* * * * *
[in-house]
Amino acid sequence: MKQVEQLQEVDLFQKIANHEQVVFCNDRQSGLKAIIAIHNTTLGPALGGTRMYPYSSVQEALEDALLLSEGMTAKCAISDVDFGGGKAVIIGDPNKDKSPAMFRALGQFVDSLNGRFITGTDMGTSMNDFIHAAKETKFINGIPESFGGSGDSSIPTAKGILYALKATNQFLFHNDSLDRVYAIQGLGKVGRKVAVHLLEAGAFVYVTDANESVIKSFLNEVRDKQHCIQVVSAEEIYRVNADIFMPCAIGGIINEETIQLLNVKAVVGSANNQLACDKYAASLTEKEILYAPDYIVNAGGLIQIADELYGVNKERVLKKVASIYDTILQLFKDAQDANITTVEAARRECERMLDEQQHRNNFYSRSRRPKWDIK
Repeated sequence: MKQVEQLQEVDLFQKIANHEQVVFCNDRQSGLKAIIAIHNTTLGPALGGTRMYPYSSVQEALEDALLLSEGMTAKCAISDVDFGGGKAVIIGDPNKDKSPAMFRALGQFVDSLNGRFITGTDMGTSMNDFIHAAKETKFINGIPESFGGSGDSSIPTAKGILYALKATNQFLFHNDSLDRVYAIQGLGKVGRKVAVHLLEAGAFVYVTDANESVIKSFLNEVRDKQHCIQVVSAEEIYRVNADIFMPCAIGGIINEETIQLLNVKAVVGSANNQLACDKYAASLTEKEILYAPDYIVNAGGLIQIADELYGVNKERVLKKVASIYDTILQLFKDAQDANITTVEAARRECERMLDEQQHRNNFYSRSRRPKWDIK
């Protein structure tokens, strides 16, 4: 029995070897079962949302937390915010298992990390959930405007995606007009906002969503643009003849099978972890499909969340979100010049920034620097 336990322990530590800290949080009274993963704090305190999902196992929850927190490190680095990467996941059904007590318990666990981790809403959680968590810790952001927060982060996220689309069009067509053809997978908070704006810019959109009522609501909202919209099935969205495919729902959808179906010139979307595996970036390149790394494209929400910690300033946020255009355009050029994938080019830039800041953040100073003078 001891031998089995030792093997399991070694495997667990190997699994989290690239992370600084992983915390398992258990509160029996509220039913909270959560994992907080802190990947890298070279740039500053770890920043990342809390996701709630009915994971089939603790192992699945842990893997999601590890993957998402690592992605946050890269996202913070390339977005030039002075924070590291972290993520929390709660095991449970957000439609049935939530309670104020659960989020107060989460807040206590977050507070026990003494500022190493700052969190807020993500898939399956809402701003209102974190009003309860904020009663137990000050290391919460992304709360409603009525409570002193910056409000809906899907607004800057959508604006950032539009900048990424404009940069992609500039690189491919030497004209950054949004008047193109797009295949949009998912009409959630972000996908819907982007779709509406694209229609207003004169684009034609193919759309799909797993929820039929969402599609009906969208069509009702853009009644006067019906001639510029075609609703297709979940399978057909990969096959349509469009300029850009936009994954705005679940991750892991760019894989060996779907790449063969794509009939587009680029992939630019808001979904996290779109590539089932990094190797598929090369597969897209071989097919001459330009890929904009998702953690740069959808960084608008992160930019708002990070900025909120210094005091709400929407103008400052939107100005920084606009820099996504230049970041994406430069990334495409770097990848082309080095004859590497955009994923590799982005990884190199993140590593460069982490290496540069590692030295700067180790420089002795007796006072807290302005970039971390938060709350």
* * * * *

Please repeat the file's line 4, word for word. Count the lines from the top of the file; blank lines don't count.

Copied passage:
């Protein structure tokens, strides 16, 4: 029995070897079962949302937390915010298992990390959930405007995606007009906002969503643009003849099978972890499909969340979100010049920034620097 336990322990530590800290949080009274993963704090305190999902196992929850927190490190680095990467996941059904007590318990666990981790809403959680968590810790952001927060982060996220689309069009067509053809997978908070704006810019959109009522609501909202919209099935969205495919729902959808179906010139979307595996970036390149790394494209929400910690300033946020255009355009050029994938080019830039800041953040100073003078 001891031998089995030792093997399991070694495997667990190997699994989290690239992370600084992983915390398992258990509160029996509220039913909270959560994992907080802190990947890298070279740039500053770890920043990342809390996701709630009915994971089939603790192992699945842990893997999601590890993957998402690592992605946050890269996202913070390339977005030039002075924070590291972290993520929390709660095991449970957000439609049935939530309670104020659960989020107060989460807040206590977050507070026990003494500022190493700052969190807020993500898939399956809402701003209102974190009003309860904020009663137990000050290391919460992304709360409603009525409570002193910056409000809906899907607004800057959508604006950032539009900048990424404009940069992609500039690189491919030497004209950054949004008047193109797009295949949009998912009409959630972000996908819907982007779709509406694209229609207003004169684009034609193919759309799909797993929820039929969402599609009906969208069509009702853009009644006067019906001639510029075609609703297709979940399978057909990969096959349509469009300029850009936009994954705005679940991750892991760019894989060996779907790449063969794509009939587009680029992939630019808001979904996290779109590539089932990094190797598929090369597969897209071989097919001459330009890929904009998702953690740069959808960084608008992160930019708002990070900025909120210094005091709400929407103008400052939107100005920084606009820099996504230049970041994406430069990334495409770097990848082309080095004859590497955009994923590799982005990884190199993140590593460069982490290496540069590692030295700067180790420089002795007796006072807290302005970039971390938060709350």